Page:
Native Japanese in Mississippi watch tsunami developments - - Jackson, MS

Native Japanese in Mississippi watch tsunami developments

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By Cheryl Lasseter - bio | email | twitter

Lunch time is steady at Sakura Bana in Lefleur's Gallery in Jackson Friday. Some who work there are Japanese, some are not. But they're all keeping their eye on the news and the quickly changing developments in that country.

Takoshi Kimura stopped by to see a friend. He talked to WLBT News about the devastating earthquake and tsunami that hit his homeland. A quake had rumbled off the northeast coast of Japan on Wednesday as well. He believes the country could have been better prepared.

"They didn't believe that kind of big earthquake, the alarm system expected a magnitude 7.5, actually it hit magnitude (8.9), 90 times bigger than they expected," Kimura says.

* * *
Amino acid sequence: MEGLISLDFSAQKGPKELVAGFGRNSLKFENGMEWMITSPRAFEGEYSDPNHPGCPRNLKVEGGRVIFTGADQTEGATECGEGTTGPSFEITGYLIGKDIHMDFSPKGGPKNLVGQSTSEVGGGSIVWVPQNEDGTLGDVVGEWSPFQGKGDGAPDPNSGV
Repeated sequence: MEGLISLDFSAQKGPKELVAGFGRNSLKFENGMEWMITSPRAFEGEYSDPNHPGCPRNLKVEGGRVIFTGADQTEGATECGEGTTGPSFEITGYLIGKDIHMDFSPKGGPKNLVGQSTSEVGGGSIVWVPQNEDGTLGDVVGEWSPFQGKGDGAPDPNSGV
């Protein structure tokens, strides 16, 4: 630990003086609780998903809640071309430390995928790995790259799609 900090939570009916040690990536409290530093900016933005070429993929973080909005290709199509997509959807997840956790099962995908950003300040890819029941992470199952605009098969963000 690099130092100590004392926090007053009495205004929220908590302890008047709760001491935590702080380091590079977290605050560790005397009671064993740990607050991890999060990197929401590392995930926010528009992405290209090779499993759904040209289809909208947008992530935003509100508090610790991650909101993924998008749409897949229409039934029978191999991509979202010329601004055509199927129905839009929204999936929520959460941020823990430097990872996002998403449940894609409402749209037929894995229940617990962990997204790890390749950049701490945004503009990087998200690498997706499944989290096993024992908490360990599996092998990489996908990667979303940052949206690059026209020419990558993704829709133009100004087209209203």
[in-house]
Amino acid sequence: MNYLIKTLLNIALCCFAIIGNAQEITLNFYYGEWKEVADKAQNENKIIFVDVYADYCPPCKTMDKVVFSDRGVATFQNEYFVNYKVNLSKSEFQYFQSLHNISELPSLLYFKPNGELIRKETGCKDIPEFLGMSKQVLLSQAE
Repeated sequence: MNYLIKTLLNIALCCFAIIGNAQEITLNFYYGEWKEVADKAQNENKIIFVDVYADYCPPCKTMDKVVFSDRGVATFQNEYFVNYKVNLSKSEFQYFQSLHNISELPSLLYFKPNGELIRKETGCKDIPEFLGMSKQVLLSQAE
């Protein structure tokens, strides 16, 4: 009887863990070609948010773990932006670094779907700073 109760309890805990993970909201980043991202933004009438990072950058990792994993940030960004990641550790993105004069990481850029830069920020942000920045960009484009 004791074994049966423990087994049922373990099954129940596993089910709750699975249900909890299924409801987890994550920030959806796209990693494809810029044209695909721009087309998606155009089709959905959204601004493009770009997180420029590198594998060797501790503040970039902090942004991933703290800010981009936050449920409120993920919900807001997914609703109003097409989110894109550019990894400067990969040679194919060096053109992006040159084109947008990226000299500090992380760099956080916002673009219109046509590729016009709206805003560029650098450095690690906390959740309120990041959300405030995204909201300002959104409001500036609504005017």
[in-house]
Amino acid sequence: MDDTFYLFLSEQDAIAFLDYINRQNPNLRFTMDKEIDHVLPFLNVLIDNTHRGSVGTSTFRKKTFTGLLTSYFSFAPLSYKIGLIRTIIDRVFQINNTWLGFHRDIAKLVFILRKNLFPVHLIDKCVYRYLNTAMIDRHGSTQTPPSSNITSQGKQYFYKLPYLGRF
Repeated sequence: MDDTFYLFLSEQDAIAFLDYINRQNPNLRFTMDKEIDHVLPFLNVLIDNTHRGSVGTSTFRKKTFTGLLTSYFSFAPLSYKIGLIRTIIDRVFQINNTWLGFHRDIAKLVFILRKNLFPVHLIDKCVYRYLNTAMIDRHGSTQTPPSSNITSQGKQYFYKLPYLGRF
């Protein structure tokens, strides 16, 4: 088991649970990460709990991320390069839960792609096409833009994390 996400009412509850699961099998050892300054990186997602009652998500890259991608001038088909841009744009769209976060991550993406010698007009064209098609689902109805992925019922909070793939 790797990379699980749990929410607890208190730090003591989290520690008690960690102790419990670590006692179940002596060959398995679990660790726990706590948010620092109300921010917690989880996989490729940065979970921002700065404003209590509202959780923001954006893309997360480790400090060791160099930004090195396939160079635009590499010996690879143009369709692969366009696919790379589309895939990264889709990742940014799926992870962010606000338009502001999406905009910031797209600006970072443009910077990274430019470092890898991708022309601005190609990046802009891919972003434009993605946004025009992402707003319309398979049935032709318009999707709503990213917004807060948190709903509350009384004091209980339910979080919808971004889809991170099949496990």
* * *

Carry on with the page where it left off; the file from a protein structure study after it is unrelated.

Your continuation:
He and his wife Schiko Kimura have been in the United States for eight years. They work at Little Tokyo in Ridgeland, and that's where Schiko is able to watch Japanese satellite TV. Their families are several hundred miles inland, so they didn't get hurt.

"I watched TV two days ago on Wednesday night, small tsunami happened already," Schiko says. "For information I watched the TV show, to discuss with my husband. But after one day, so big earthquake."

Miwa also works at Little Tokyo. A student at Holmes Community College, she's been living in the states for five years. Her grandparents, who live close to the devastation, suffered structural damage to their home.

"Only people I could keep contact with is who has iPhone, because iPhone has applications like Skype, Viper... I could talk to them by chat or phone call," she says. "I'm shocked. I can't believe this happened in my country right now, and I'm here, living. When I heard the news, I had that moment (thinking) I lost my entire family."

But everyone in her family is OK, and Miwa has been able to make contact with her cousin. 

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